Meet the Genshin Impact player who spent 4 months and $0 grinding a terrible character to max level

Genshin Impact Amber close-up photo
(Image credit: Future)

The Genshin Impact player that took one of the game's worst characters all the way to max level solo wouldn't recommend it, but he says he learned a lot doing it over the four-to-five months it took him to complete the achievement.

The ultimate Amber main reached the game's level 90 cap (and Adventure Rank 50) earlier this week without playing a single other character unless he absolutely had to, and without paying a cent of real money. Genshin Impact is usually about mixing characters with different elemental attributes to defeat enemies. The game gives you several free characters to complete your four-person team (others are available through gacha pulls), but, if you're like this ambitious player, you don't have to use them.

Amber is a bow-using pyro character that we've placed at the bottom of our Genshin Impact character tier list. She's not a particularly strong choice in the game's big cast of characters, primarily because of her lack of synergy and utility in tough battles—and that's assuming you're playing the game properly. That wasn't the case for this Genshin Impact player, who goes by Sorta, from taking the bunny-themed archer through a lot of the game's content completely solo.

"I started the account back in May," Sorta told PC Gamer. "At that point, I had been playing Genshin on my main account for a few months and was well into the late game.

"I wondered how far it'd be possible to go [through the game] with only a single character. Amber seemed like the perfect fit to figure that out—fun playstyle/character, underrated abilities, plus she's playable right at the beginning," he said.

finally_made_it_to_ar_50_lvl_90_using_only_amber from r/Genshin_Impact

"I realized pretty early on that it wouldn't be possible to beat every puzzle/quest with only Pyro, so I switched to seeing if I could max out her level," Sorta said. Some of Genshin Impact's story quests require you to use the game's main character for their unique Anemo abilities. This requirement locked Sorta out of entering the game's newer Inazuma region, where the most recent story quests lie. Instead, he was stuck grinding the daily Commissions and spending his Original Resin currency to gather level-up materials for Amber.

The worst part of the grind? The Pyro Regisvine boss that drops the items you need to level up Amber. Her most powerful attacks are Pyro, but the Pyro Regisvine is immune to those. Regular players would swap in a Cryo character to get the job done, but Sorta isn't a regular player. Instead, he had to roll on the standard banner using  free currency from playing the game on a Rust bow that increases Amber's physical damage, and have "a lot of patience."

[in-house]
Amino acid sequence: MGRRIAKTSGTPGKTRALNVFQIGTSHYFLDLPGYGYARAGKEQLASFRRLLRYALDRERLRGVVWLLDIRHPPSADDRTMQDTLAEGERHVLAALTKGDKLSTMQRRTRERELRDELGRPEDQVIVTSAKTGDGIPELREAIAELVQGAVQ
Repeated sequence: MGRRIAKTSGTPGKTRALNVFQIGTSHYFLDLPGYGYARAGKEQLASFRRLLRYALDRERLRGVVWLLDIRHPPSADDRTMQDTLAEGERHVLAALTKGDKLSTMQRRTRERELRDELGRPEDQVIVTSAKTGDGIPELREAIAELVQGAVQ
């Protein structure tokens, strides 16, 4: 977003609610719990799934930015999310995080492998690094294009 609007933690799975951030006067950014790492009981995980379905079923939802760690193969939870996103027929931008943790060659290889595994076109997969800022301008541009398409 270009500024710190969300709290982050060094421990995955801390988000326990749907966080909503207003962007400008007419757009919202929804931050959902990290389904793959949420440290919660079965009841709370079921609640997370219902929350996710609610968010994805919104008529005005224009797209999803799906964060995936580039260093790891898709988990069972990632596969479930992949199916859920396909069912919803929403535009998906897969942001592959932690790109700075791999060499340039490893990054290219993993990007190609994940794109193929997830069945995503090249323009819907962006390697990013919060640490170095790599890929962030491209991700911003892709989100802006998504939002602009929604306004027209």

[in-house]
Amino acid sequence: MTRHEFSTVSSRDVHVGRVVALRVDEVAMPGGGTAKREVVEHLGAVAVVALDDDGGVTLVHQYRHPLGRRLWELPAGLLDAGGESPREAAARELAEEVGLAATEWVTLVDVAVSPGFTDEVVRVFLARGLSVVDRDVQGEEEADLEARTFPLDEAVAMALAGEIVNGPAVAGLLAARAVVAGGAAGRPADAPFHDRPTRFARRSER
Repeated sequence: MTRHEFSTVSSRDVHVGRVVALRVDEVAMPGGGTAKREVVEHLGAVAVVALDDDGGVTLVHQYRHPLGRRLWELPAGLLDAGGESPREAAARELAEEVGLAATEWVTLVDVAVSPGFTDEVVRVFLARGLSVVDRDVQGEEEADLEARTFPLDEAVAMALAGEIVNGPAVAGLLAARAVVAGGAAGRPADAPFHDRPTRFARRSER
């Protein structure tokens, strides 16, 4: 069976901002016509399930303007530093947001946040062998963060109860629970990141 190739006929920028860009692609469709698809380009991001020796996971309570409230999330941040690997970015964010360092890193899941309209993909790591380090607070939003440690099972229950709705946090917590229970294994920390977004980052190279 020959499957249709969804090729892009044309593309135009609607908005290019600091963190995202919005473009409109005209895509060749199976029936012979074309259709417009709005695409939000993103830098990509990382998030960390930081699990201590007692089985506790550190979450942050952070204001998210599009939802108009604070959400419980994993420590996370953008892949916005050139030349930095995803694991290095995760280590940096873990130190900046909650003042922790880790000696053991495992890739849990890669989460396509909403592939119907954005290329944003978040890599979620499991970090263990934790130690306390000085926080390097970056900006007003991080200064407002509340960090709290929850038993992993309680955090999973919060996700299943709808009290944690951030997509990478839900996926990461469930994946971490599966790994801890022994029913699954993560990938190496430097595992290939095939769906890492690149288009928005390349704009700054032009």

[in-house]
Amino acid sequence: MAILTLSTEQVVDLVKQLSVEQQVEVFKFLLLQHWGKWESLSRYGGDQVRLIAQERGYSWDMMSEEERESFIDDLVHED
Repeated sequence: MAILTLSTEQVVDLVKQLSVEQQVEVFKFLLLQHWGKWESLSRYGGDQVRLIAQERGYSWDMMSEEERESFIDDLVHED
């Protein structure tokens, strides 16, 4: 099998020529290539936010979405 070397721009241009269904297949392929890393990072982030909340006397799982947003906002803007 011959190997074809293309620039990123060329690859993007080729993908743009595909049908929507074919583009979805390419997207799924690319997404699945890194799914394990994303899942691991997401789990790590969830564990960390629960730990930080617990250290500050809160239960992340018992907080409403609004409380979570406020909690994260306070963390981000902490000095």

"It was almost a game inside of the game, even if the game was sometimes just dodging Regisvine pellets for 10 minutes to get materials."

Genshin Impact

(Image credit: MiHoYo)

I asked him if he'd do something like this again. He said he'd "probably do a Catalyst-only team," which would mean only using characters who can use that specific weapon type. "That way I'd still have to get creative in combat, but wouldn't get locked out of so many Domains/puzzles (Inazuma). Not having to use Rust to break Pyro Abyss Mage shields and kill the Pyro Regisvine would be a relief too."

Sorta said he learned a lot from this self-imposed Amber challenge. "The biggest one by far is that any character can be viable," he said. "Maybe not as a one-shot-the-entire-Spiral-Abyss thing, but if you find a character that you like, you can definitely find plenty of ways to have fun," he said.

"Amber’s also better than some people give her credit for," Sorta added. "Though my physical damage build probably isn’t the most compelling argument."


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Associate Editor

Tyler has covered games, games culture, and hardware for over a decade before joining PC Gamer as Associate Editor. He's done in-depth reporting on communities and games as well as criticism for sites like Polygon, Wired, and Waypoint. He's interested in the weird and the fascinating when it comes to games, spending time probing for stories and talking to the people involved. Tyler loves sinking into games like Final Fantasy 14, Overwatch, and Dark Souls to see what makes them tick and pluck out the parts worth talking about. His goal is to talk about games the way they are: broken, beautiful, and bizarre.